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Indians; but so far as can be shown, at least, those from whom we received it are entitled in equity as well as gratitude, to that credit from us.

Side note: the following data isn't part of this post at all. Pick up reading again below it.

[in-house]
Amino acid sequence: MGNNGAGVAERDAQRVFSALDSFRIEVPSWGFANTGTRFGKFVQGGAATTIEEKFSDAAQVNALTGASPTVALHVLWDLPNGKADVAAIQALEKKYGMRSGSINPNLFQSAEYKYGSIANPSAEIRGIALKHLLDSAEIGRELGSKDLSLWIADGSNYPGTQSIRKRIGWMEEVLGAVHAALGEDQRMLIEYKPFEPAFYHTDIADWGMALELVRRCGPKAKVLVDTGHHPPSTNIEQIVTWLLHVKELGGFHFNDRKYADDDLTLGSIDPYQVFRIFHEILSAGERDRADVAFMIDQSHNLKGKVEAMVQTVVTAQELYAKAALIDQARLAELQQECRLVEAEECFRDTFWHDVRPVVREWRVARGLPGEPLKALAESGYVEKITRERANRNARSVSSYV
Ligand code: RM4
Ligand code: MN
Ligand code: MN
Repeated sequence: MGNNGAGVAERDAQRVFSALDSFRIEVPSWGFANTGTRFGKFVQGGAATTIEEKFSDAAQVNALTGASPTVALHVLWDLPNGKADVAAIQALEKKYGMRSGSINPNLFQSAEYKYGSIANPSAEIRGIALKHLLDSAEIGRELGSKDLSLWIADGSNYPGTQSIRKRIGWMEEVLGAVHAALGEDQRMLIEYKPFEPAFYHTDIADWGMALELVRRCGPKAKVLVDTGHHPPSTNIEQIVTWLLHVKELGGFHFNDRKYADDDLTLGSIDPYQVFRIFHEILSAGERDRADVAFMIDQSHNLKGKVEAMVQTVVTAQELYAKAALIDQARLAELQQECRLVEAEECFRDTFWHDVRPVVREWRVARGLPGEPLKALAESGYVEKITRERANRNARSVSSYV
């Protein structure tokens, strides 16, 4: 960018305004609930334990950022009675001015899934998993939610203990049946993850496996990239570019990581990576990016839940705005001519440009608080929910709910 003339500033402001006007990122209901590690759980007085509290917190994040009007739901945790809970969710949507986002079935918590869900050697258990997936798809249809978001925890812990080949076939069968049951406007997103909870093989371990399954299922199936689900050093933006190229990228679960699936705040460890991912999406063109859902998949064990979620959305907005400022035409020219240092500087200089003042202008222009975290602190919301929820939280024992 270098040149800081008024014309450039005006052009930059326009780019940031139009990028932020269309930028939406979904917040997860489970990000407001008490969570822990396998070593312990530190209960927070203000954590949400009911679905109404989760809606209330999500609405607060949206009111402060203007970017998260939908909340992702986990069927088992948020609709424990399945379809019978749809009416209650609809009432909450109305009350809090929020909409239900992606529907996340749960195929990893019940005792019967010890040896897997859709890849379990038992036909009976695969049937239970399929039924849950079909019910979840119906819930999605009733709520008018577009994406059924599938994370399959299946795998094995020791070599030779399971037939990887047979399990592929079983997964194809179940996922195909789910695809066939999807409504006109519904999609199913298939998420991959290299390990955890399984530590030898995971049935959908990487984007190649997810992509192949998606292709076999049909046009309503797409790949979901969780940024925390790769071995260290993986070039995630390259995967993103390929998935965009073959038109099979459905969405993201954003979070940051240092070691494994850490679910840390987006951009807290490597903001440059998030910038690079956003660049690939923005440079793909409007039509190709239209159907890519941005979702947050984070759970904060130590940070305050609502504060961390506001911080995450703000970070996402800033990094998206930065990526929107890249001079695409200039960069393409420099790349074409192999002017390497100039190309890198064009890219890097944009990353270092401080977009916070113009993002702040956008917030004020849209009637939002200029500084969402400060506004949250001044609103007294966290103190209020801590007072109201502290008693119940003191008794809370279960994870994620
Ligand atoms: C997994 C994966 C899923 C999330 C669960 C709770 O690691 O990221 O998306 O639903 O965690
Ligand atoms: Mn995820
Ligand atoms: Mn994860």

But the Saracens not only excelled their contemporaries in arts and sciences, useful and abstruse; from them, more than from all the classic models of antiquity, modern Europe derived the character, materials, and embellishments of its poetry. The new-discovered world of romance, likewise, for the most part belongs to Arabia and the East, having been as little known in the ages of Pericles and Augustus as were the unvisited regions beyond the Ganges. The songs of troubadours, the tales of novelists, the legends of chivalry, were all, more or less, borrowed or imitated from Saracen originals, The marvellous and terrific imagery of these works of melancholy or mirthful imagination were equally of oriental or African lineage; and those features, wherein they claim affinity with classic prototypes, were not impressed upon them from the originals in Greek or Roman song, but were transmitted, and transformed by transmission, to them through the enchanted medium of Arabian genius, seizing whatever it found of beauty or grandeur in the productions of taste, and making all it seized as much its own in appearance as though it were indigenous to the soil, whither in reality it had been recently transplanted.